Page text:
Price & Myers
M Hasson & Sons Ltd
Belfast City Council
RISE is a large scale piece of public art, visible to thousands of pedestrians, motorists and air passengers travelling via George Best Belfast City Airport.
The structural design of RISE itself was carried out by structural engineers specialising in the design of geometrically challenging structures. RISE is a unique manifestation of the form, with its pair of concentric spheres supported on tangential and normal columns. However, through efficiency of design and selection of a favourable geodesic scheme, the structural fabric of the sculpture was optimised to consist of a relatively small number of fundamental components. Over 4,000 components, connected with c10,000 bolts, were distilled down to less than 60 individual types. This standardisation allowed the steelwork contractor to focus on delivering the level of accuracy required to ensure that every member would adopt its correct position on the surface of each ‘sphere’.
To ensure continuity from the sculptor’s design models right through to the finished structure, StruCad’s import features were used to take in centreline geometry from the structural engineer’s master model. This geometry formed the basis of numerous subsequent models used to fabricate the structural fabric of RISE itself, as well as a complex array of temporary works, lifting frames and installation aids deployed on site to enable safe and accurate erection of the work.
A number of prototype assemblies, up to and including one complete geodesic panel, were prepared which allowed the erection team to start planning for a most complex steelwork erection task. From an engineering standpoint, the trial assemblies provided invaluable insight into the actual, often non- linear, behaviour of the geodesic frameworks during lifting and up-ending operations.
As detailing of the structure progressed, 3D geometric modelling techniques were brought to bear on some particularly challenging aspects, such as the optimal degree of dishing to be applied to the circular node plates which hold the spheres together. The interaction of the two spheres, the supporting columns and surrounding bed of steel ‘reeds’, all coated in brilliant white, has created varied and dramatic views.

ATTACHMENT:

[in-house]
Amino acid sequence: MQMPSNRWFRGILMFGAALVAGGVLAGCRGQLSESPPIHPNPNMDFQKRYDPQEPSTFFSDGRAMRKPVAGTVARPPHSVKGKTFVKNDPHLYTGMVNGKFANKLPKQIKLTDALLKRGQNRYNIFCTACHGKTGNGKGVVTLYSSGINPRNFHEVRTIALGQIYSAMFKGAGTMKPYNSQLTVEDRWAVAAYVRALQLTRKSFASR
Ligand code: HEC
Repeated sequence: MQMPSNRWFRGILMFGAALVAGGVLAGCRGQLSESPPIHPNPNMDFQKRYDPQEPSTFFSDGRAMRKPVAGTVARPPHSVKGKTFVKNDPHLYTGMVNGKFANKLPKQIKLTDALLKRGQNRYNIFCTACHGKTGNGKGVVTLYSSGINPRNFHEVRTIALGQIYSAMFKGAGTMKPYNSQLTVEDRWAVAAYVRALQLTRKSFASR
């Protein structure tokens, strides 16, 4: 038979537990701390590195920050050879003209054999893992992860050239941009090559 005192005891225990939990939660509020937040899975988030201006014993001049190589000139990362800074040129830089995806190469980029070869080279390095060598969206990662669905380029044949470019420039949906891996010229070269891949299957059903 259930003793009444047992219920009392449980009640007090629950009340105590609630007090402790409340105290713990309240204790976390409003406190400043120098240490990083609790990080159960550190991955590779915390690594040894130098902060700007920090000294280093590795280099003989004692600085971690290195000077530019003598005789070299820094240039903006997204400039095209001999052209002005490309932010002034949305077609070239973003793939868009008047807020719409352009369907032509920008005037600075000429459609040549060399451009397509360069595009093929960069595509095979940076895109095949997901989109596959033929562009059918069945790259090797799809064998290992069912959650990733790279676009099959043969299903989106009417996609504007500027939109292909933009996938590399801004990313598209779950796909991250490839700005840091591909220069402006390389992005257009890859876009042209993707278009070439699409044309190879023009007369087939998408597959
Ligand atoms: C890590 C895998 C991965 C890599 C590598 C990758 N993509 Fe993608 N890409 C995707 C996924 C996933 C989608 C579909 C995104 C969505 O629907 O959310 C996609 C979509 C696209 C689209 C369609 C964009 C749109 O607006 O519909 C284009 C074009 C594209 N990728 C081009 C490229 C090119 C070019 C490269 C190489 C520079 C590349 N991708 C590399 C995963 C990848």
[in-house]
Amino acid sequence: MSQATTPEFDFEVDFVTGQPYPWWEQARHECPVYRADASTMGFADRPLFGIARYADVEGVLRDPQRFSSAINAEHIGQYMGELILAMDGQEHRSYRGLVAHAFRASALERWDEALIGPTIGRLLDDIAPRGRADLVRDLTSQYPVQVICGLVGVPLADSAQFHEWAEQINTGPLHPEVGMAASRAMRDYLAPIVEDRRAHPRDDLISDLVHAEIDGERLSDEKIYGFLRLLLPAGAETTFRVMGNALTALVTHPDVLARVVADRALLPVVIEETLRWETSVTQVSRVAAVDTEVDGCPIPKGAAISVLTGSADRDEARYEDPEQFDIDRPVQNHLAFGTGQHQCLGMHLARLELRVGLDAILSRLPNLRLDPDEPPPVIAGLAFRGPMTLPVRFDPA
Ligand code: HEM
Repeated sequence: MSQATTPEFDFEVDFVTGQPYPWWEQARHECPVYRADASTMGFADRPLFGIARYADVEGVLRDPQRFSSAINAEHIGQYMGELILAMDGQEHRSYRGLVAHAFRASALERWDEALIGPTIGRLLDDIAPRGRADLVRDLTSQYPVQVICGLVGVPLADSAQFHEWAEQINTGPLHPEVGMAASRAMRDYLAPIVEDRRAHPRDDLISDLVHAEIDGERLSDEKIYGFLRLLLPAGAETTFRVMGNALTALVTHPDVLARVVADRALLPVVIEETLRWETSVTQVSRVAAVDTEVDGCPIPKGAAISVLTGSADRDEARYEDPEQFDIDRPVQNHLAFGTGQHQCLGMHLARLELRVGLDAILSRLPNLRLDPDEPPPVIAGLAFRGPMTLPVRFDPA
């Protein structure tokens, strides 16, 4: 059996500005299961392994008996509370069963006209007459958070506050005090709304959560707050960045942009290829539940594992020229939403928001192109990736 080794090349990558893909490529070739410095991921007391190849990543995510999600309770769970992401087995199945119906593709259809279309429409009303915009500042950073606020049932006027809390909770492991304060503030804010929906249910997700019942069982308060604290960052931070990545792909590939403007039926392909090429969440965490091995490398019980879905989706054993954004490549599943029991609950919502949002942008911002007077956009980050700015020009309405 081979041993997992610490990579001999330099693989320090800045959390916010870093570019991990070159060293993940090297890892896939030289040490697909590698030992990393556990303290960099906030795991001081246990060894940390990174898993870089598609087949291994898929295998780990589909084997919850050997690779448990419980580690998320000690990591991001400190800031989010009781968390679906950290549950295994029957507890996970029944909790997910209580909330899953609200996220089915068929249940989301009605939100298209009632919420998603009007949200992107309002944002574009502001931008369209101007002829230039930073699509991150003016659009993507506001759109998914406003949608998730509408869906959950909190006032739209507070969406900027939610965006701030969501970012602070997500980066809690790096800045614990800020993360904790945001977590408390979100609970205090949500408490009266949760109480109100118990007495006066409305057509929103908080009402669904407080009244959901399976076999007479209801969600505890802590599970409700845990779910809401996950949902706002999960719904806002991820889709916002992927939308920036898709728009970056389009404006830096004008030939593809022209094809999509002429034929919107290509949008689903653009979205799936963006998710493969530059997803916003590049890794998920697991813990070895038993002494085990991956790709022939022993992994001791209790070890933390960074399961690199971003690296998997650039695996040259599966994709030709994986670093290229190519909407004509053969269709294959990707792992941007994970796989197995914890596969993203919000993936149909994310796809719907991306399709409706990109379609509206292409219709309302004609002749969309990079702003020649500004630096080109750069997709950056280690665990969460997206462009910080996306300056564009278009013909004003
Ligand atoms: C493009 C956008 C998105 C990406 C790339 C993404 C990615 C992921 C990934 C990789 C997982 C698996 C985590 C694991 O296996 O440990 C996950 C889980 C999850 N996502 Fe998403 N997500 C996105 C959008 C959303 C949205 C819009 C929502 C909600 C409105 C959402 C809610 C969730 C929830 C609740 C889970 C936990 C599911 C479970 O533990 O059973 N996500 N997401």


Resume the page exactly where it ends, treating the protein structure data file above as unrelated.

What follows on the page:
From the outset it was recognised that the erection of RISE would be extremely challenging due to the nature of the site centred on a major roundabout, which compounded the challenges associated with complex and sometimes prolonged lifting operations. Whilst the geodesic form of each sphere is highly stiff and stable once complete, great care was required to ensure stability during erection before final strength was achieved. A series of bespoke temporary works, lifting appliances and associated accessories to minimise erection risks were designed to ensure intermediate and final stability and accuracy of the sculpture.
Maximising the number of connections made at or near ground level, catering for the highly non-linear nature of the partly completed structure, and ensuring safety during removal of temporary steel were essential aspects of the design and execution of the temporary works. The final operation of transferring the weight of the inner sphere off the temporary stability mast through the 72 steel suspension cables and onto the outer sphere brought a welcome conclusion to a series of increasingly complex lifting operations.
The creation of RISE owes a great deal to the quality, versatility and efficiency of structural steel.
Inspired by a summer sunrise seen through rushes, this large sculpture is impressive for its geometric form and precision. Intelligent analysis, precision fabrication and safe assembly on a road-locked site have produced steelwork of fine quality.
Linking two distinct Belfast communities, this is a stunning and popular landmark.